Online degrees: A guide to attending university virtually

Until the pandemic hit, virtual learning was an alien concept. Yes, online tutoring was already gaining popularity. But the idea that entire university courses or school curricula could be taught remotely was considered largely impossible. As the world returns to a resemblance of reality, however, online degrees are taking off. This is allowing students to work more flexibly – and save money.

Here are some of the opportunities available to students today – plus a few things to bear in mind before taking the leap.

The Open University – and its rivals

Distance learning is an alternative route to a university degree. Instead of attending lectures and classes on campus, students work at home and all teaching materials are delivered online. Courses are broken down into bitesize chunks and students are typically awarded credits as they complete each module.

The Open University is probably the most famous provider of flexible learning in the UK. Offering undergraduate degrees, certificates and diplomas of higher education, foundation and honours degrees, and postgraduate qualifications, students benefit from flexibility and value that is not always available at classroom-based institutions. 

Like all students, online attendees receive study materials. They can also access an online study portal, dedicated tutors, student forums and learning events. How long it takes to complete your qualification can vary, and students spend more or less time studying each week, depending on their schedule. (Over three quarters of Open University students fit study around full- or part-time jobs.)

Arden University, a private teaching university based in Coventry, also specialises in blended and online learning. If you explore what’s out there, however, you will find much more, from the University of Essex to the University of York.  According to UCAS, the exact tuition fees students must pay varies depending on their course and provider. It is important, therefore, to check this directly with your chosen university.

Vocational courses

In the wake of Covid-19, more vocational institutions are allowing students to study online for a discounted price. The University of Law – which trains up future solicitors and barristers – is an excellent example of this. The UK’s largest law school now offers a wide range of its undergraduate and postgraduate courses remotely via its new ‘online campus’. Students leave with exactly the same qualifications and often a lower level of debt. 

Meanwhile, the University of Arts London, which specialises in arts, design, fashion and the performing arts, offers online short courses to help anyone over the age of 18 to master new skills. 

Online degrees abroad

The idea of studying abroad remotely is hard to understand. Surely the whole point of international study is to experience new places and cultures? This may be true, but online degrees are becoming a popular option for international students looking to advance their education.

Many of the popular universities are located in the United States. Here it is often prohibitively expensive for international candidates to study in-person. A host of universities in the US – from Harvard Business School to California State University – offer online courses. It is crucial to do your research, therefore, to ensure that you will receive a high standard of teaching and that you won’t be ripped off by poor quality courses.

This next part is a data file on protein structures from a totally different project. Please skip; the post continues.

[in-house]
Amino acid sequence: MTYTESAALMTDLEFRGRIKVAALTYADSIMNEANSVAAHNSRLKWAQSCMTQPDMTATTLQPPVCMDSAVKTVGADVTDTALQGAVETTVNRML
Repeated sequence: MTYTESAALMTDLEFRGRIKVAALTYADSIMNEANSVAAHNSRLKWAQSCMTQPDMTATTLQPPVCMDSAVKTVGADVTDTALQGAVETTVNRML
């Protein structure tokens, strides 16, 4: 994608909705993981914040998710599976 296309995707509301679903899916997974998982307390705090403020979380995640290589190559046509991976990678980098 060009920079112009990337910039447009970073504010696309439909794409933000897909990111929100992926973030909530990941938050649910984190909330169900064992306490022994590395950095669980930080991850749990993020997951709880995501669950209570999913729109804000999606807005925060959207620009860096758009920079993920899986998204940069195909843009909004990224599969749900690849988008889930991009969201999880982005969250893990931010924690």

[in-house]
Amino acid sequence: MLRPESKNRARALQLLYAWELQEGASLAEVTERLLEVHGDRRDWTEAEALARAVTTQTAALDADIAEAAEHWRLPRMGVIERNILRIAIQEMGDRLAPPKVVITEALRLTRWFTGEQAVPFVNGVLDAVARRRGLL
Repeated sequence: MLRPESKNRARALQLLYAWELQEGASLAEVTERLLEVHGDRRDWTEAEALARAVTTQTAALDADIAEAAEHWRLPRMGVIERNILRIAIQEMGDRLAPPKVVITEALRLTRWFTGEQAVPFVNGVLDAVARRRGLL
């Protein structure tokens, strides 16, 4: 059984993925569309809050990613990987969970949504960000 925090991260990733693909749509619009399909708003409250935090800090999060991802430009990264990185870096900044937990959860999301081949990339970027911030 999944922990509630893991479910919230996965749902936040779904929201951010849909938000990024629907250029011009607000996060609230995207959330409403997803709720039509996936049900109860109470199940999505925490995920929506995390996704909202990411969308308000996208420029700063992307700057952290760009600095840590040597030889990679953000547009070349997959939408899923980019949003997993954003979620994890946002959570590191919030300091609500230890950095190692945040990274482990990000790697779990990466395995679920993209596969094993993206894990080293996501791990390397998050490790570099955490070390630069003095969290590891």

Residency and visa requirements are also worth paying attention to. Is there any on-campus element to your course that you need to be aware of, for example?

Again, tuition fees can vary dramatically and is course-specific, so do your research. However, without the need for plane tickets and university accommodation, you are likely to save money in the long run.

Online degrees: The pros and cons

Cost: For many, distance learning works out cheaper than an equivalent in-person course. This is partly due to tuition fees: some universities don’t charge as much for online programmes than in-person ones. There are also other costs involved. A study by UCAS, for instance, found that the average first year student spent over £2,000 on items before getting to university, when travel cards and homeware was thrown into the mix. 

Flexibility: Online courses are ideal for people who are juggling other demands. Whether its childcare or a demanding job, remote courses can fit around your schedule. You may also have the option to study part-time, if you cannot manage the time demands of a full time course.

Lack of social life: While the practicalities of online degrees are often impressive, you risk missing out on important social aspects of university life. Learning via screen could mean you struggle to establish the friendships and academic connections that often emerge as an undergrad or postgrad. There are also likely to be fewer networking opportunities.

Screen fatigue: As many of us will know after months of lockdown lessons, Zoom calls and on-screen meetings, screen fatigue is a real risk. Sometimes, after a long day, it is easier to concentrate on in-person classes than computer videos. 

Cost considerations: Concerns have been raised that online learning is not worth the tuition fees being charged. Only you can really decide whether it is worth the price but be thorough in your research. What online platforms does the university use? How have other students found the course? And most importantly, is it right for you?

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